We’re still in conversations about how to best move that agenda forward. It’s complicated. It requires some careful consideration about how much we should be involved — how intrusive we should be, if you will — and at the same time, we want to be a good neighbor, too.
And so we want to respond to what the neighborhoods would like to see and make sure we’re making investments of time and resources in an appropriate way.
In your opinion, how much should the University be involved?
I think we need to recognize that we’re obviously a very big actor in this community and our students are the residential lifeblood of the surrounding communities. And so we should have an opinion about what those communities look like, and we should enable, as appropriate, the communities to develop in a way that’s helpful to the University.
I mean that by having a sustainable and robust mix of commercial activities around campus so the students can shop and live easily. I mean having a built infrastructure that’s safe, that’s well-lit and open, so that students are comfortable there, and with amenities for people who aren’t college-aged students but who want to live close to a vibrant campus and want to take advantage of the cultural and educational and athletic performance venues that we have.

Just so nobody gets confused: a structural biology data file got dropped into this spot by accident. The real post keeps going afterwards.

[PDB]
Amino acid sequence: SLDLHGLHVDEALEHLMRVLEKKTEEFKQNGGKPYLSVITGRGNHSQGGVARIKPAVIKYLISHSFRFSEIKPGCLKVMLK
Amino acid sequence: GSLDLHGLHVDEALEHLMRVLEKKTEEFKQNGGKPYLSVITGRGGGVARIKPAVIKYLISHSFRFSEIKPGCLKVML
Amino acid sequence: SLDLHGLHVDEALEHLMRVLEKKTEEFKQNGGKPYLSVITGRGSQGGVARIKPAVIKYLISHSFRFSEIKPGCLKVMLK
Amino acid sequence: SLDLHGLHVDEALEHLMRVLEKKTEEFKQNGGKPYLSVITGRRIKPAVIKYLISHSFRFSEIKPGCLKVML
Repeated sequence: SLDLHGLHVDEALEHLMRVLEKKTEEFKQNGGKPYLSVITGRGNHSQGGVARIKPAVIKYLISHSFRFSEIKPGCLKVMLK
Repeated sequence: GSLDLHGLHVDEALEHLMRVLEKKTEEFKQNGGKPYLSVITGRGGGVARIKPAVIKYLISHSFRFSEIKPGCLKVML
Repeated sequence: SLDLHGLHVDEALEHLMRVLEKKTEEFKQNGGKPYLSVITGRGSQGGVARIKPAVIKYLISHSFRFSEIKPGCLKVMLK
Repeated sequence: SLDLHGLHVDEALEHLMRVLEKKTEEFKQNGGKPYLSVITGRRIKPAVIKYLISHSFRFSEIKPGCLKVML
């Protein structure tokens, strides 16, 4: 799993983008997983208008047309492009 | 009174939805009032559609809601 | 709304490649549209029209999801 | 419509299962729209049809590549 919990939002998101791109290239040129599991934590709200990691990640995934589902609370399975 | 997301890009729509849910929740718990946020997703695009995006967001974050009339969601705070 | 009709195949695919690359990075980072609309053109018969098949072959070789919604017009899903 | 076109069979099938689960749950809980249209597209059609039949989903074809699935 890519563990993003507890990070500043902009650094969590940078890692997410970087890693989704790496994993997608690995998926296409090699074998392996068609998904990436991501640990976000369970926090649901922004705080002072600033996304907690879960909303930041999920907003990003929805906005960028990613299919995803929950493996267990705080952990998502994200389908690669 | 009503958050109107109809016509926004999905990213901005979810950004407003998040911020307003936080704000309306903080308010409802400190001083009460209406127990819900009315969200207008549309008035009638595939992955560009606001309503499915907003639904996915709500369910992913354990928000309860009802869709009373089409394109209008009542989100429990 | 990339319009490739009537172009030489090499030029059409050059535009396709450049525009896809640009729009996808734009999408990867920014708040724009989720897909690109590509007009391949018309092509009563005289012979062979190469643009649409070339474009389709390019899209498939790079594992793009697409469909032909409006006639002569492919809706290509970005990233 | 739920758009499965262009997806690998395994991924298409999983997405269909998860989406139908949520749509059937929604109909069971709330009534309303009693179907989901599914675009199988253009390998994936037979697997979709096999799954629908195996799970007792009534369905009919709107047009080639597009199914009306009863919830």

So, there’s a lot of elements that go into what makes a college community, and I think we’d like to line those up and then move our community towards the models of the best.
What was the reasoning behind the University’s decision to extend coach Jerry Kill’s contract and increase his pay?
I think Jerry Kill’s a very good coach. I think he’s moved our program forward pretty dramatically, both on and off the field. Our win-loss record speaks for itself, but we have 35 Gopher football athletes who are Big Ten academic students. That’s a large number. I think it’s the largest of any public university in the Big Ten. I’m very proud of that. So when you look at a coach and his group of assistant coaches who’ve moved our program forward and then you look at that coach who is the lowest paid in the Big Ten, it seems to me that we need to make a statement about how much we value what he does and how he does it.
So we’ve moved him up to the midrange in the Big Ten. $2.1 million next year will still be below average in the Big Ten, but I think it sends an important message to our fans that we’re committed to Jerry Kill for the long-term.
How long have you been considering the contract and increase in pay?
We probably started noodling about this towards the end of last season.
Why were clauses in the contract added to allow an automatic termination and a potential post-coaching employment option?